Contaflex I -- removing front lens

KoNickon

Nick Merritt
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Aug 5, 2005
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I've come across a Contaflex I that I got some years ago and which never worked right -- the shutter would fire properly but apparently before the mirror would swing out of the way. Thought I would use the old lighter fluid treatment and it's coming around! The shutter will work in the correct sequence, but after a while it reverts to not reopening and exposing. However, I think it will be OK with ongoing treatment.

I think it would be easier if I could get better access to the shutter for purposes of cleaning, but I can't figure out how the front element comes off. Usually there are grub screws around the circumference of the focus ring that, once loosened, enable you to lift the focus ring off (and then be able to unscrew the front element and get access to the shutter and interior lens surfaces, which definitely need cleaning).

Here, there are two asymmetrically placed grub screws on the focus ring, which apparently only serve to let you switch the distance index between meters and feet (which are on opposite sides of the focus ring). But I can't see where the focus ring is attached to the front element. Anyone know how to do this? I know these are notoriously difficult cameras to work on, but I think what I want to do shouldn't be too difficult -- fingers crossed.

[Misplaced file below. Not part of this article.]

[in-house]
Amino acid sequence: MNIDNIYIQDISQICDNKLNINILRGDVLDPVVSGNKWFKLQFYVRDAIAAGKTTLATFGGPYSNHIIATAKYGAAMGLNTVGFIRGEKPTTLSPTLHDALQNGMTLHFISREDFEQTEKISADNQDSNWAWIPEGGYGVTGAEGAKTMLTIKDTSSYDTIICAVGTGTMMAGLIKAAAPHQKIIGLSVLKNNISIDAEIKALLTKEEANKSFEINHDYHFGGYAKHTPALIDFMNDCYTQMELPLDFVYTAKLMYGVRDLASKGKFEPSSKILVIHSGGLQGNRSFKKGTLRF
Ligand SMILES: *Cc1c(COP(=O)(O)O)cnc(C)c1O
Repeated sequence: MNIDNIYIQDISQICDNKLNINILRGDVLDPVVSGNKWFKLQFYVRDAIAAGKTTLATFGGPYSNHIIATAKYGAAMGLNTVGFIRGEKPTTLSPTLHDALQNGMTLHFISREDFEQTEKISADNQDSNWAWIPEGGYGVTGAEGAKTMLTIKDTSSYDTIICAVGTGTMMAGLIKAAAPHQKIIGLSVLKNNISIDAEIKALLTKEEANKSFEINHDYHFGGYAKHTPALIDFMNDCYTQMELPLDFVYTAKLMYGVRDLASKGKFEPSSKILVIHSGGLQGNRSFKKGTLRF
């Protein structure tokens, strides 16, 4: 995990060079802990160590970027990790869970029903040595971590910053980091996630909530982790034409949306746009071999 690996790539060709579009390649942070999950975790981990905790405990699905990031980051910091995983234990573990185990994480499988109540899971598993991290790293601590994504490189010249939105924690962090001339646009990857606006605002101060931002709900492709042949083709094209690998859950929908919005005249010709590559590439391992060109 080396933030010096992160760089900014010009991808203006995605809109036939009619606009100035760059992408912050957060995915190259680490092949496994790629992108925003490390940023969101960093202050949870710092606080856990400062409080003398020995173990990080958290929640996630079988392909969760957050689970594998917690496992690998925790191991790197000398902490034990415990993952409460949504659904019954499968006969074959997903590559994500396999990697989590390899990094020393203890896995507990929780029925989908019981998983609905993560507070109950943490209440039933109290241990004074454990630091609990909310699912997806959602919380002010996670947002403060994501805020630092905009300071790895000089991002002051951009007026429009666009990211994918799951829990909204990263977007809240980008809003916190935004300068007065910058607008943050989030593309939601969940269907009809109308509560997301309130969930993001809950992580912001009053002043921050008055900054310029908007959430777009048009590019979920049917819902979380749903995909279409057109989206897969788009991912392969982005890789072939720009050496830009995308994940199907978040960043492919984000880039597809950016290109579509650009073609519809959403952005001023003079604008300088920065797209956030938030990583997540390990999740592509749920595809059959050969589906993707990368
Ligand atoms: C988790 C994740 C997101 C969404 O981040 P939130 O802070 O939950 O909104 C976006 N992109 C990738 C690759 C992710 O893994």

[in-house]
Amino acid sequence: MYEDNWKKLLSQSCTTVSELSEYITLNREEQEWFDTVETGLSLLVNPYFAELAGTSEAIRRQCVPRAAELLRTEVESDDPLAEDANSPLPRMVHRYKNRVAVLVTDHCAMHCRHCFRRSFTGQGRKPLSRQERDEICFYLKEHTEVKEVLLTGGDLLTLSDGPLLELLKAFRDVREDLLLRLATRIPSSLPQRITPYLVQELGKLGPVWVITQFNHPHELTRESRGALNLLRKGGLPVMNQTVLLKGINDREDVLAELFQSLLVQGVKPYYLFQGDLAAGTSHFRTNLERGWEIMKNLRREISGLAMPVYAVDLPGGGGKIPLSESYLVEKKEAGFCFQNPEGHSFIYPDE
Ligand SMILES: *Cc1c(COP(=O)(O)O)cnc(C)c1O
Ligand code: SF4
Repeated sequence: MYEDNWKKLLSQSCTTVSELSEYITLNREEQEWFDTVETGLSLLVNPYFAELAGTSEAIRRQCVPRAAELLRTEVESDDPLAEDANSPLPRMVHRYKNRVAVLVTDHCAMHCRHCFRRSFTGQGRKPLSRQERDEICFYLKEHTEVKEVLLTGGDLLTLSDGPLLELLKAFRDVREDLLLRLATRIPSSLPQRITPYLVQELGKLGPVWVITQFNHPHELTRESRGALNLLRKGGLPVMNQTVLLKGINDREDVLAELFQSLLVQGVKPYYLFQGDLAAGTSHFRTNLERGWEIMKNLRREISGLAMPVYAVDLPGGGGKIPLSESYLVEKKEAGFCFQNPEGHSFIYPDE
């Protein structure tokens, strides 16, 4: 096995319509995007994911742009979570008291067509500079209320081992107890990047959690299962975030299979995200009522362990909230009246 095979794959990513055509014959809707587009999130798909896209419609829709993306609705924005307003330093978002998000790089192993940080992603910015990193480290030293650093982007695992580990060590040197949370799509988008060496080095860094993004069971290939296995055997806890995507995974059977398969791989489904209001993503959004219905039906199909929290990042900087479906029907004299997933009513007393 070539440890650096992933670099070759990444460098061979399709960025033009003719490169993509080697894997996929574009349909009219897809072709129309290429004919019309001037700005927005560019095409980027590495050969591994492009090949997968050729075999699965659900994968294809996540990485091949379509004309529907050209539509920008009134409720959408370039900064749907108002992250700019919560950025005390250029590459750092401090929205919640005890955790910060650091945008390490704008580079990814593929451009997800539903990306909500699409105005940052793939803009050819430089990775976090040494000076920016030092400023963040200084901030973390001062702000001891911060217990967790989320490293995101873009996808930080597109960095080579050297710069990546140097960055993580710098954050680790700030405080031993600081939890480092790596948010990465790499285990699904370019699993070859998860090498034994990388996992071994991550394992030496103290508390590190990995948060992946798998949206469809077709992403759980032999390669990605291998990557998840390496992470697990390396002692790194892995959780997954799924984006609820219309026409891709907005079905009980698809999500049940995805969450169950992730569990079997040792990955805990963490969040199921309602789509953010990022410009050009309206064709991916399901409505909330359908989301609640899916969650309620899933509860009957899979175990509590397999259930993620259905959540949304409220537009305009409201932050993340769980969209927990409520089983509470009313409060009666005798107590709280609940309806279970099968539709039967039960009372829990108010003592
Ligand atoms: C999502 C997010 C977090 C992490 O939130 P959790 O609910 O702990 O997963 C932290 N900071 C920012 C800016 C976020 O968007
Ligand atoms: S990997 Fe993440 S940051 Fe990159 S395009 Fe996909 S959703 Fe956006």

Thank you sir! Looks like I have to remove one of the set screws on the focus scale ring (and loosen the other) so that I can get at the set screws holding the focus ring in place? Trying to get my head around that.
 
Dear Nick,
Phil did a lovely job fixing that Contaflex II a few years ago. You should find his images very helpful.

To reach the shutter you must first take out both of the two screws that secure the distance scale. You are then able to rotate the distance scale ring around the back of the serrated focus grip independently of the grip (through 360° or more if desired). You will then need to insert a screwdriver through one of the now empty threads in the scale ring you have just removed those screws from, in order to access, and loosen the three set screws beneath the scale ring, which are what lock the serrated focusing grip to the lens mount of the front lens piece. You'll need a good light, a sharp 1mm screwdriver and a gentle touch to find those small slots in the recessed screw heads. You must rotate the distance scale ring, until its vacant thread holes align with the heads of the focus ring retaining screws underneath the distance scale ring, to reach those three screws that secure the serrated focus ring.

But first, it's critical you take a sharpie or a dab of white liquid paper and mark the position of the serrated grip relative to the mount (Ie the ring which has the lens serial number along with "Carl Zeiss etc" on it) when focused at the infinity stop. Your infinity stop for the lens is part of the that serrated grip, you see. If your infinity setting is going to work out first time you reassemble, you *must* have the both the lens mount and the grip positioned in the same locations they came off. You should know if you're good to go, because during disassembly, you will clearly see three small dimples in the outside circumference of the lens mount after you have loosened its retaining screws and slid it off the mount. If at reassembly, you have positioned it well, the tips of the grip set screws should find those dimples easily, when you proceed to tighten them.